Research highlight

Erasing fearful memories

Nature Neuroscience

February 16, 2009

Scientists have discovered a way of preventing reactivation of fear memories in humans, reports a paper online this week in Nature Neuroscience. The method, using beta-adrenergic receptor blockers, could be useful for weakening or erasing emotional memory of patients with post-traumatic stress disorder.

Studies in animal models have shown that fear memories can change when recalled, a process known as reconsolidation, and that this reconsolidation stage is vulnerable to beta-adrenergic receptor blockers. Merel Kindt and colleagues did a double-blind study in humans, where subjects learned to associate pictures of spiders with a mild shock, creating a fearful memory. Later, they were given a beta-blocker, propranolol, or a placebo. Merel Kindt and colleagues found that the group given propranolol had a greatly decreased fear response to the spider pictures 24 hours later. Strikingly, the propranolol-treated subjects showed no reinstatement of the fear response, suggesting that their fear memory was completely erased.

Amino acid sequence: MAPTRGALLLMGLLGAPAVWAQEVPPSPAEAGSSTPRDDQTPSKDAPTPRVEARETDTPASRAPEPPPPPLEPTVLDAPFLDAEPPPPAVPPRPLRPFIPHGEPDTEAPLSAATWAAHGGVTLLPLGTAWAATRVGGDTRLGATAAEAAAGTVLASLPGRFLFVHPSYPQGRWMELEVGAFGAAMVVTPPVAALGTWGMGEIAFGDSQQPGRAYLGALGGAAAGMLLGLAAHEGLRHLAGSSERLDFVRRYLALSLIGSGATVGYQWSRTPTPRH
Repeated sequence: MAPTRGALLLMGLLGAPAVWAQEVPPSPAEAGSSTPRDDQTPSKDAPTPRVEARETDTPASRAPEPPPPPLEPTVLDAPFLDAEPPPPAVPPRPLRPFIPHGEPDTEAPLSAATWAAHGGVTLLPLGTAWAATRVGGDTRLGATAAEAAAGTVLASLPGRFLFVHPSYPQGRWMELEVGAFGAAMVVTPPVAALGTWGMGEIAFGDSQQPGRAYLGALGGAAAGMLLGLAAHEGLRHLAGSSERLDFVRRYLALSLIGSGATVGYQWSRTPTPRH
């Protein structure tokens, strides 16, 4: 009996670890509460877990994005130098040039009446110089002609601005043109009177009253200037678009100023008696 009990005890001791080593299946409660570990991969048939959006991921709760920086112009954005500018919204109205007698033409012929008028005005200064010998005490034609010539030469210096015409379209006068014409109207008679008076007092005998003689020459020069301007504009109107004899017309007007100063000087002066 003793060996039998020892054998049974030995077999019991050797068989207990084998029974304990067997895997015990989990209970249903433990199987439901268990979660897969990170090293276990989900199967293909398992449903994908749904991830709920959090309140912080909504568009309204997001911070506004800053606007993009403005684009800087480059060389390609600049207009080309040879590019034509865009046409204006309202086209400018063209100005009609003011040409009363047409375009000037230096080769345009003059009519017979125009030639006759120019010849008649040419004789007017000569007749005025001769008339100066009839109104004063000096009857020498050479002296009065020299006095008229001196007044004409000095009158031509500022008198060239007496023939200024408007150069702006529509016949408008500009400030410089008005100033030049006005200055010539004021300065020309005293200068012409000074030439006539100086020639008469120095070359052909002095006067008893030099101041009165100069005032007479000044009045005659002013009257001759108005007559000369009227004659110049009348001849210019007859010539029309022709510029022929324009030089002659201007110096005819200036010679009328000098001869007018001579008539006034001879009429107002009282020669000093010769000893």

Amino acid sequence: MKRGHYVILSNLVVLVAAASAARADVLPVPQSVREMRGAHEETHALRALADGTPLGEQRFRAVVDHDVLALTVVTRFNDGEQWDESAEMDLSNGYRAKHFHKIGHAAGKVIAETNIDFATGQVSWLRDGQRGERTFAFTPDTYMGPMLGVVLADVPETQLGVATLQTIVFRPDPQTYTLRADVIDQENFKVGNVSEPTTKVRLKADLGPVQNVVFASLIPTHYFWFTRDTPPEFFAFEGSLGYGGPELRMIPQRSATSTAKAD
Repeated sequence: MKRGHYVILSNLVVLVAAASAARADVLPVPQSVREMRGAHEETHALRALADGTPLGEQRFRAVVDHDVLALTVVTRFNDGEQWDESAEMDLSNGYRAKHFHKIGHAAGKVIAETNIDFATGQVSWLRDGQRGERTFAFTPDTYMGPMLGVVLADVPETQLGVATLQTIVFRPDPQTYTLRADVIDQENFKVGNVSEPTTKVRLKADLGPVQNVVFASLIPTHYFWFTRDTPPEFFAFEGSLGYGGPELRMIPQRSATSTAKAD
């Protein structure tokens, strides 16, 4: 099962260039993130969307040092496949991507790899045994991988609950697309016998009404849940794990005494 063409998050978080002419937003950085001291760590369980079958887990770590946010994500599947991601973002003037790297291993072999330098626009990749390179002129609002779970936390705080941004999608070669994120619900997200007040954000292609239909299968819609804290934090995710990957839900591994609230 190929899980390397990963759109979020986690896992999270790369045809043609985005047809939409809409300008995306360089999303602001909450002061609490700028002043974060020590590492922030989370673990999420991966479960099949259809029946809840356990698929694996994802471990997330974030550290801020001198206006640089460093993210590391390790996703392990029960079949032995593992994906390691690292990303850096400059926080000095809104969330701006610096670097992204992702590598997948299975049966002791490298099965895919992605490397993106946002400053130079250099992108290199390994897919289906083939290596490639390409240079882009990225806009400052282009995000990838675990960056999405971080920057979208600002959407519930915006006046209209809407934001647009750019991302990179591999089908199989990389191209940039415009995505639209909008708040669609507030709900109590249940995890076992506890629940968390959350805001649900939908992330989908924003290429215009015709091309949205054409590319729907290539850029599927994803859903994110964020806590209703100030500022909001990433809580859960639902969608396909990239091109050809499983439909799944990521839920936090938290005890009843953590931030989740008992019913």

doi: 10.1038/nn.2271

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